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Would My Dog Really Miss Me If I Went Away?

Sometimes, we humans have to leave our furry pals behind, whether it’s for a day at work or a week at vacation. The question is not whether we miss them or not; rather, do they miss us as much as we miss them? They’ll give us doggie kisses and say “hi” in a breathy voice, but that’s standard, right? Is this just a friendly welcome, or are dogs missing us for real?

To what extent do dogs grieve our absence?

Yes, dogs do miss their human companions when we’re not around. Emory University School of Medicine professor of psychiatry and behavioral sciences Gregory Berns, Ph.D., M.D., conducted a series of tests known as The Dog Project, in which he and his colleagues confirmed that dogs do, in fact, love their human companions. The canines used in the research were prepared to lie completely motionless during magnetic resonance imaging. Berns conducted a series of tests in which dogs were exposed to various odors, including their own, those of familiar and unfamiliar people, and those of familiar and unfamiliar canines. Berns thinks his findings provide the smoking gun needed to establish that dogs truly love their people, but the data from this portion of the research has not been made public. While we factor in how much dogs love their people and how they perceive time, we arrive at the conclusion that our pets miss us when we’re gone.

The canine internal clock

Therese Rehn and Linda Keeling published research on the outcomes of leaving a dog alone in 2011. Dogs’ enthusiasm for seeing their owners increased after two hours alone, compared to after only thirty minutes. However, neither two nor four hours saw any change in behavior. A dog’s sense of time is limited to the range between 30 minutes and 2 hours. For the most part, your dog will be able to tell whether you’ve been gone for a significant amount of time. After two hours apart, you may have the same enthusiastic welcome as after five, but after just 30 minutes, the welcome will be much more strong.

Evidence from studies published in Current Biology demonstrates that canines have episodic memory, or the ability to recall certain days and events. For a long time, it was thought that dogs didn’t have this kind of memory, but now we know otherwise. Hurray! Even if his memories don’t stick around forever, he may be able to recall certain days or occurrences. Your dog may have “good time” flashbacks while you’re gone, but his recollections won’t stay as long as a human’s.

Is there a way for a dog to comprehend when its human companion is not present?

You may help your dog get used to your work schedule by always leaving and returning around the same time. In spite of what the neighbors may have said about your dog’s cries for attention, your pet should ultimately come to understand that you are coming back. Dogs are pack animals that benefit from regular playtime. Keep your dog from becoming bored by avoiding leaving him alone for lengthy periods of time and by giving him plenty of exercise.

Knowing what your dog needs on a daily basis are crucial to his well-being and your peace of mind. In this case, he’ll only know that you’re gone, whether you’ve been gone for two hours or four. If this is something he does every day, he should be OK. A longer absence, such as while going on vacation, may disrupt your dog’s schedule and may cause him or her some little discomfort. It’s crucial to find a trustworthy dog sitter who will keep your pet healthy and happy while you’re away. While it’s true that every dog is unique, anecdotal evidence suggests that your dog will be OK while you’re gone as long as he’s left with responsible people. There will still be a heightened level of excitement for your return, however.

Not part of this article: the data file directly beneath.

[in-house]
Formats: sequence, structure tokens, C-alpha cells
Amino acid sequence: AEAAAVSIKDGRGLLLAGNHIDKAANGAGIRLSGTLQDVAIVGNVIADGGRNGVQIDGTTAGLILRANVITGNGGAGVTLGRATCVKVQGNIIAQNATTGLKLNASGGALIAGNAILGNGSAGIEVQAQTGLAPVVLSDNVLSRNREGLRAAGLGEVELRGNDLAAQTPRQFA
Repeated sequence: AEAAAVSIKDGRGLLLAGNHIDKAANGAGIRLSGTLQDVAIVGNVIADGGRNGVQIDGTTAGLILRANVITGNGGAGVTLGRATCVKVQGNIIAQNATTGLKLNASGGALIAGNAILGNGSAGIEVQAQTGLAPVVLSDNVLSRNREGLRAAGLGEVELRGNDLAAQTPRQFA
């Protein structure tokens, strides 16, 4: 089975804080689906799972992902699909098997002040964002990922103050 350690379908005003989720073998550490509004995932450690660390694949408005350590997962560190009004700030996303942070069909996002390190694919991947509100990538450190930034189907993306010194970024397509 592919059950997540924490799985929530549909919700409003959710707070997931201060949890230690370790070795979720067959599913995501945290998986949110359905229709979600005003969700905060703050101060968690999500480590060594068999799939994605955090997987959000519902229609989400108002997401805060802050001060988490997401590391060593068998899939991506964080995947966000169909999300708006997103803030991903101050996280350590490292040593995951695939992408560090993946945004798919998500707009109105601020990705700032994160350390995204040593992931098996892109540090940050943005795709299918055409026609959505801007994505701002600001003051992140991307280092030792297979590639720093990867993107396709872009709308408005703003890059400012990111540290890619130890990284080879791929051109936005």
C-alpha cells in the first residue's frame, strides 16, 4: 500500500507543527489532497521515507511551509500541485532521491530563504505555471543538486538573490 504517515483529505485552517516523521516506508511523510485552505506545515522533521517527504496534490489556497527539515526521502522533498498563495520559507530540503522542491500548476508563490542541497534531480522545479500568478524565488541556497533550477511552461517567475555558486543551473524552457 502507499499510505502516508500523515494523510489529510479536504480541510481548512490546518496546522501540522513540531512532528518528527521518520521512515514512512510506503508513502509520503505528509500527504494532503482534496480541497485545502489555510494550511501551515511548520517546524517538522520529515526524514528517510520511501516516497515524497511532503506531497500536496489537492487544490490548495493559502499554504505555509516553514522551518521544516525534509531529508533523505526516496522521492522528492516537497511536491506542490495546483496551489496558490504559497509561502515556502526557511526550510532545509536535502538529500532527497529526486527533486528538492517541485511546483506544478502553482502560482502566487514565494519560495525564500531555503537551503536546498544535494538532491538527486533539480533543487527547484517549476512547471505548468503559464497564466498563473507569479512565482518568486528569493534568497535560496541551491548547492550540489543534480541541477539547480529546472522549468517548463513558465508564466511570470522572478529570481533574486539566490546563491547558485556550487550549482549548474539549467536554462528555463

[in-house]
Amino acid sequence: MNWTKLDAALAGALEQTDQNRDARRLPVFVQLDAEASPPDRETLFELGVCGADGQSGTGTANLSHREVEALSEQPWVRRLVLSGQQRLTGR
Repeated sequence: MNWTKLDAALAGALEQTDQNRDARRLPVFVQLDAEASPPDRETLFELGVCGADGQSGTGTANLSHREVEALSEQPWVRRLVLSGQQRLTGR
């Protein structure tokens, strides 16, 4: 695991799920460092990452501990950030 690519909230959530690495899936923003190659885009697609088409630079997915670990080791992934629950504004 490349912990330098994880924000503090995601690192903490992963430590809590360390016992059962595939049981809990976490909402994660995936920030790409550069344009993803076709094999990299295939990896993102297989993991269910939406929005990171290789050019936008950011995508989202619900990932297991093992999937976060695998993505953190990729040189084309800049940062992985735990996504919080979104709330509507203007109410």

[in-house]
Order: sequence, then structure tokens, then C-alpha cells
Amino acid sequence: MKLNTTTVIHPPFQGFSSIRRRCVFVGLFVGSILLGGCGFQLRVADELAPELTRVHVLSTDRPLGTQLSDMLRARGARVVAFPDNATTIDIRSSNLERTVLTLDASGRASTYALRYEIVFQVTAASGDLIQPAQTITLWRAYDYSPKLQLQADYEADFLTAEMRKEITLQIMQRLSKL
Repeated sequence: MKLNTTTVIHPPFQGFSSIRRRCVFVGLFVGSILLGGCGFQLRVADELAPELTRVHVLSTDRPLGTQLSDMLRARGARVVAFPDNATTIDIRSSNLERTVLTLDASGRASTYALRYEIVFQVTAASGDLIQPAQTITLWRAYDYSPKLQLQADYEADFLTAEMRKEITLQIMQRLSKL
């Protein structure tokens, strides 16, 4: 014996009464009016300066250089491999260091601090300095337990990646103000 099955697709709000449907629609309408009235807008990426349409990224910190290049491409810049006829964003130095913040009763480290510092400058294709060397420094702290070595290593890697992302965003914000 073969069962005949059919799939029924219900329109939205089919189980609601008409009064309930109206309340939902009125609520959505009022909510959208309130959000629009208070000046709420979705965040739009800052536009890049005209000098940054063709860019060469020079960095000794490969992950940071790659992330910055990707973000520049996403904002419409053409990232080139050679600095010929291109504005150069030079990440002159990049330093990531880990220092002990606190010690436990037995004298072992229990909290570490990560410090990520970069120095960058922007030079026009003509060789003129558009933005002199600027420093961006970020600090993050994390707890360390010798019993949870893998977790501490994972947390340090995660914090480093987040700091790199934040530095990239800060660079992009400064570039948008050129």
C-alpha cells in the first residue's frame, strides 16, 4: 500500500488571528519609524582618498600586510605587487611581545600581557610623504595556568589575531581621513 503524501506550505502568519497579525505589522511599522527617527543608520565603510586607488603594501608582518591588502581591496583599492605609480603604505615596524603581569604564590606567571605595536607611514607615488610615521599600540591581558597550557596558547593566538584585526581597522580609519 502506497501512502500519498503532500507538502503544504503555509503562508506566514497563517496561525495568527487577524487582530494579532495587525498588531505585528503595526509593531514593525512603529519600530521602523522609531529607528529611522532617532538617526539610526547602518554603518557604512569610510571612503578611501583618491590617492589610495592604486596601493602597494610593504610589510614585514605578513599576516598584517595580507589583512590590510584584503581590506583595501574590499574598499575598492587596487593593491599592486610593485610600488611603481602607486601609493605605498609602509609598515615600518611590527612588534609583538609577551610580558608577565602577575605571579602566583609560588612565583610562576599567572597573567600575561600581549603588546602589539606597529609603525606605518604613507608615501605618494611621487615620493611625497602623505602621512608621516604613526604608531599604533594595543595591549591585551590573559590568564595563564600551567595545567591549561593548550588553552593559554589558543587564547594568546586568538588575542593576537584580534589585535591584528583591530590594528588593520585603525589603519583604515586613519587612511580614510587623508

Approximately how long does it take a dog to forget a human?

Braque du Bourbonnais exploring a darkened forest in the evening.

The length of time a dog recalls its owner is typically proportional to the manner in which the owner treated the dog. Memory is an important asset for dogs to ensure their own safety and survival. They’ll keep in mind the potentially harmful elements of a certain circumstance so that they may steer clear of it in the future. An abused dog who was rescued probably won’t miss his former owners, but he will hold on to their memories for the sake of his own safety. A dog’s memory will also retain the names of those who treated him well and who he could trust. The dog learns from its past interactions with various sorts of humans what kind of company he or she most enjoys (although memory aside, a dog will learn pretty instinctively whom to trust).

A dog’s memory of a prior abusive owner might last for months or even years if the canine has a troubled background. This is only something he does to keep himself safe, but a change of scenery, especially one that is kind, would do wonders for helping him forget his prior trauma. He will learn what a respectful and caring bond between a person and dog looks and feels like if he grows up in a happy and safe setting.

Your dog will show signs of loneliness while they are apart from you

Your dog will let you know in subtle ways that he is sad because he misses you. When one partner travels, the other may come home to find their dog smelling their clothing or chewing on their shoes. Someone who has lost a loved one may rummage through their possessions and question, “Where did they go?”

Abandoning your dog alone for a few hours is far different than leaving him or her for good. A dog’s behavior may alter after the death of his owner, and he may lose interest in activities that used to bring him joy. It’s possible that he’ll withdraw socially and seem as though he’s waiting for his human to come back. How sad! A dog’s changing behavior while he is grieving for his person shows how much he loves and needs him.

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